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Verse Charades November 30, 2008: I offer you two charades: 1. My first doth affliction denote, Which my second is destin'd to feel And my whole is the best antidote That affliction to soften and heal. 2. My first displays the wealth and pomp of kings, Lords of the earth! their luxury and ease. Another view of man, my second brings, Behold him there, the monarch of the seas! But, [...] by

McGonagalls All November 29, 2008: Javier Huerta: More and more I am convinced that what we need now is a revival of bad poetry. So I’m working on a book of bad poems. Friend Unnamed: You mean another one. JH: Ah, well . . . FU: Listen, why do you speak of “revival’? Don’t you think bad poetry has been alive and well all these years. In the biggest journals. In the [...] by

2008 Pen Oakland Josephine Miles National Literary Awards November 23, 2008: Oakland, the city in which I live, is home to two national book awards—the American Book Award and the Pen Oakland Josephine Miles Award—that challenge the hegemonic judgment of the literary establishment. The force behind these awards is multiculturalism, a belief that “sweetness and light” is multiple and diverse. I tend to trust the [...] by

Sidewalk Cleaning: Alfred’s Plaque November 19, 2008: Here is Alfred, proud and excited, enjoying the honor of having his poem "Corrido Blanco" included in the Berkeley Poetry Walk. I have borrowed the photograph from Lorna Dee Cervantes's blog. Lorna was there sharing in Alfred's excitement. Last month as a way to memorialize him, three of Alfred's students--Robert Reyes, Harold Terezón, and [...] by

Sidewalk Cleaning: Berkeley Poetry Walk November 17, 2008: It must be quite an honor to have one of your poems selected for a poetry plaque on the Berkeley Poetry Walk. Ron Silliman said somewhere that it (his inclusion on the walk) is one of the most memorable and satisfying honors he has received. One problem that arises, however, is keeping these tributes clean and unobstructed. Since I am a Berkeley [...] by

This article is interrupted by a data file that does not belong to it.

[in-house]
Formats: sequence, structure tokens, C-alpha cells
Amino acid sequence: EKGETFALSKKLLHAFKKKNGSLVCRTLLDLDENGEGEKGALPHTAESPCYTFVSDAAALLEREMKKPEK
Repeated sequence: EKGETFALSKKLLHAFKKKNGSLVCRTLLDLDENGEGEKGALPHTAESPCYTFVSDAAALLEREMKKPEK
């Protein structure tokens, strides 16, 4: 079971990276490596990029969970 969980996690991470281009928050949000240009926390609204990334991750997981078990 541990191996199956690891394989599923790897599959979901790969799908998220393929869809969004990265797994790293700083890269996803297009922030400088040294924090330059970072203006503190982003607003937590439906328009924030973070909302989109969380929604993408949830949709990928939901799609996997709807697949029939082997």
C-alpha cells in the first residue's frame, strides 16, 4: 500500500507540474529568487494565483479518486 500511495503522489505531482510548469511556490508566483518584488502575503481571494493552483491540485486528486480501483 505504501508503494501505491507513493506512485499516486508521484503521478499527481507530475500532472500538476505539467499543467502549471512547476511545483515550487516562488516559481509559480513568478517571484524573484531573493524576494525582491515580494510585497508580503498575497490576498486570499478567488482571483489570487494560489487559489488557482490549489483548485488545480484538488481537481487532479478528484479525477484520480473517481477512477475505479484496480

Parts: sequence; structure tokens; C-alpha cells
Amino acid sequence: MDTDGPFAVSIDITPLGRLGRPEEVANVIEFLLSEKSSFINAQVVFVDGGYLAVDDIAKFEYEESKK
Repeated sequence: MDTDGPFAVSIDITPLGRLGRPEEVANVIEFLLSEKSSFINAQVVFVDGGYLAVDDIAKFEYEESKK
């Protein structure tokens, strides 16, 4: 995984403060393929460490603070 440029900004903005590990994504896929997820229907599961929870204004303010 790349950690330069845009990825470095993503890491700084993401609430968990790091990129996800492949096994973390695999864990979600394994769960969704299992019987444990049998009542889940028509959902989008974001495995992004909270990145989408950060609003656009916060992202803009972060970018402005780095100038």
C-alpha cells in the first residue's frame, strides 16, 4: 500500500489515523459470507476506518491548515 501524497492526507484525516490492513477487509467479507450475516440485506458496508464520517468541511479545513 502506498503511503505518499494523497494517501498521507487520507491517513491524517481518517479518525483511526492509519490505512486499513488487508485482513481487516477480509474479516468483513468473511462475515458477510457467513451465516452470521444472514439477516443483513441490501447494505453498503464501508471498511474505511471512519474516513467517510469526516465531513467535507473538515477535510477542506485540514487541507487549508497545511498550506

Against Poets November 15, 2008: Poets give the mind a motion too changeable and bewitching, to consist with right practice. We must avoid their specious tropes and figures and the vicious abundance of phrase, this trick of metaphors, this volubility of tongue, which makes so great a noise in the world. I saw the soul of Hesiod bound fast to a brazen pillar and gibbering, and the [...] by

Dreaming the Common Language: A Guest Post by Miguel Murphy November 11, 2008: 1. Tonight I am a parade of love and anger. For those of us who are gay, a sad, palpable irony accompanies, even ruins, the celebratory mood, the prayers of thanks and joy. On November 4, 2008, we accomplish a fulfillment of the civil rights movement, and yet on the same night we find that our relationships are marginalized, our desire to manifest [...] by

Pocket Poets (a post to take my mind off the election) November 4, 2008: Y cuanto muchacho habrá que anda con el tomito de Everyman en su bolsillo, para leer a John en la calle, al aire libre, bajo los parasoles verdes de las plazas. Keats es para el bolsillo, donde se llevan las cosas que cuentan, las manos, el dinero, el pañuelo; los estantes se los deja a Coleridge y a T. S. Elliot, poetas- lámpara. Un bolsillo [...] by

Ghosts in Charlotte Smith’s Elegiac Sonnets October 31, 2008: I am haunted by the ghost in the footnote to the first sonnet. Footnotes in Charlotte Smith do much more than cite sources, and this first footnote interacts with the rhyme of the final couplet to emphasize the word ghost. Ah! then, how dear the Muse’s favours cost, If those paint sorrow best—who feel it most!* * “The well-sung woes shall [...] by

Poetas en Nueva Yol October 27, 2008: (with apologies to Forrest Gander) A brown poet does not automatically know the work of other brown poets. It is an education, one that usually does not happen in the classroom. Anthologies, the generous ones, include a brown poet or two, probably Gary Soto, probably Martin Espada. Both are great poets, but come on. It is an education that [...] by